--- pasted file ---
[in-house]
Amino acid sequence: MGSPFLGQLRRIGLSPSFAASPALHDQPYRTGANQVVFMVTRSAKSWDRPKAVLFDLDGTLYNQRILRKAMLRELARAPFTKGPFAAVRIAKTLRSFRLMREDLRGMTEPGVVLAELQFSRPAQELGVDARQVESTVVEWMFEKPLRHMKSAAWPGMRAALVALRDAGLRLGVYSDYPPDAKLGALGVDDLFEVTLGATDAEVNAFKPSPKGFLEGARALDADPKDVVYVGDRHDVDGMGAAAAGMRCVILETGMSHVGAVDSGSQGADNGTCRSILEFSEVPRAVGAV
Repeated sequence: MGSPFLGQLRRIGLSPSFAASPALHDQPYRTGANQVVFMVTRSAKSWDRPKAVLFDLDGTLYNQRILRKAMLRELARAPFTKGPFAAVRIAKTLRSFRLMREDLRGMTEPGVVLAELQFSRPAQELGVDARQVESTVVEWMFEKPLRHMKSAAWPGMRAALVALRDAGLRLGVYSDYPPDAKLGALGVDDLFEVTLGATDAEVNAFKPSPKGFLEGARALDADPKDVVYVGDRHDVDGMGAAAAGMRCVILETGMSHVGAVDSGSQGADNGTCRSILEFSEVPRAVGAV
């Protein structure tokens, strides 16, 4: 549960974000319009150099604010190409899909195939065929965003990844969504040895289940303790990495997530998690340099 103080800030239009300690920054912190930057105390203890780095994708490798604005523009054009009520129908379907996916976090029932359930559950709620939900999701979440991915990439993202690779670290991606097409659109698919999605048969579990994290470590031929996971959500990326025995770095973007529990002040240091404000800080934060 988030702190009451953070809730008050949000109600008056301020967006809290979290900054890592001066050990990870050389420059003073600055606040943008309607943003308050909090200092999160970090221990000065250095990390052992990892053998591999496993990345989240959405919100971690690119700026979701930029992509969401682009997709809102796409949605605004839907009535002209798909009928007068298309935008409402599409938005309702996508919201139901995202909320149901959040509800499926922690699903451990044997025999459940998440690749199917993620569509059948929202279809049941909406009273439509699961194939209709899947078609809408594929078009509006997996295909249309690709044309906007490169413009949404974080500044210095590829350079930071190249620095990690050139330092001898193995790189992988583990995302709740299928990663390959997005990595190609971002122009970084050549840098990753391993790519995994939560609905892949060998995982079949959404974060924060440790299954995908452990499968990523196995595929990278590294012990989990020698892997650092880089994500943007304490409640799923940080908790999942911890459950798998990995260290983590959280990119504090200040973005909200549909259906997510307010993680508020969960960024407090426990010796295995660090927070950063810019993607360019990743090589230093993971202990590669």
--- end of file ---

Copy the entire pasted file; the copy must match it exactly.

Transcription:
[in-house]
Amino acid sequence: MGSPFLGQLRRIGLSPSFAASPALHDQPYRTGANQVVFMVTRSAKSWDRPKAVLFDLDGTLYNQRILRKAMLRELARAPFTKGPFAAVRIAKTLRSFRLMREDLRGMTEPGVVLAELQFSRPAQELGVDARQVESTVVEWMFEKPLRHMKSAAWPGMRAALVALRDAGLRLGVYSDYPPDAKLGALGVDDLFEVTLGATDAEVNAFKPSPKGFLEGARALDADPKDVVYVGDRHDVDGMGAAAAGMRCVILETGMSHVGAVDSGSQGADNGTCRSILEFSEVPRAVGAV
Repeated sequence: MGSPFLGQLRRIGLSPSFAASPALHDQPYRTGANQVVFMVTRSAKSWDRPKAVLFDLDGTLYNQRILRKAMLRELARAPFTKGPFAAVRIAKTLRSFRLMREDLRGMTEPGVVLAELQFSRPAQELGVDARQVESTVVEWMFEKPLRHMKSAAWPGMRAALVALRDAGLRLGVYSDYPPDAKLGALGVDDLFEVTLGATDAEVNAFKPSPKGFLEGARALDADPKDVVYVGDRHDVDGMGAAAAGMRCVILETGMSHVGAVDSGSQGADNGTCRSILEFSEVPRAVGAV
């Protein structure tokens, strides 16, 4: 549960974000319009150099604010190409899909195939065929965003990844969504040895289940303790990495997530998690340099 103080800030239009300690920054912190930057105390203890780095994708490798604005523009054009009520129908379907996916976090029932359930559950709620939900999701979440991915990439993202690779670290991606097409659109698919999605048969579990994290470590031929996971959500990326025995770095973007529990002040240091404000800080934060 988030702190009451953070809730008050949000109600008056301020967006809290979290900054890592001066050990990870050389420059003073600055606040943008309607943003308050909090200092999160970090221990000065250095990390052992990892053998591999496993990345989240959405919100971690690119700026979701930029992509969401682009997709809102796409949605605004839907009535002209798909009928007068298309935008409402599409938005309702996508919201139901995202909320149901959040509800499926922690699903451990044997025999459940998440690749199917993620569509059948929202279809049941909406009273439509699961194939209709899947078609809408594929078009509006997996295909249309690709044309906007490169413009949404974080500044210095590829350079930071190249620095990690050139330092001898193995790189992988583990995302709740299928990663390959997005990595190609971002122009970084050549840098990753391993790519995994939560609905892949060998995982079949959404974060924060440790299954995908452990499968990523196995595929990278590294012990989990020698892997650092880089994500943007304490409640799923940080908790999942911890459950798998990995260290983590959280990119504090200040973005909200549909259906997510307010993680508020969960960024407090426990010796295995660090927070950063810019993607360019990743090589230093993971202990590669």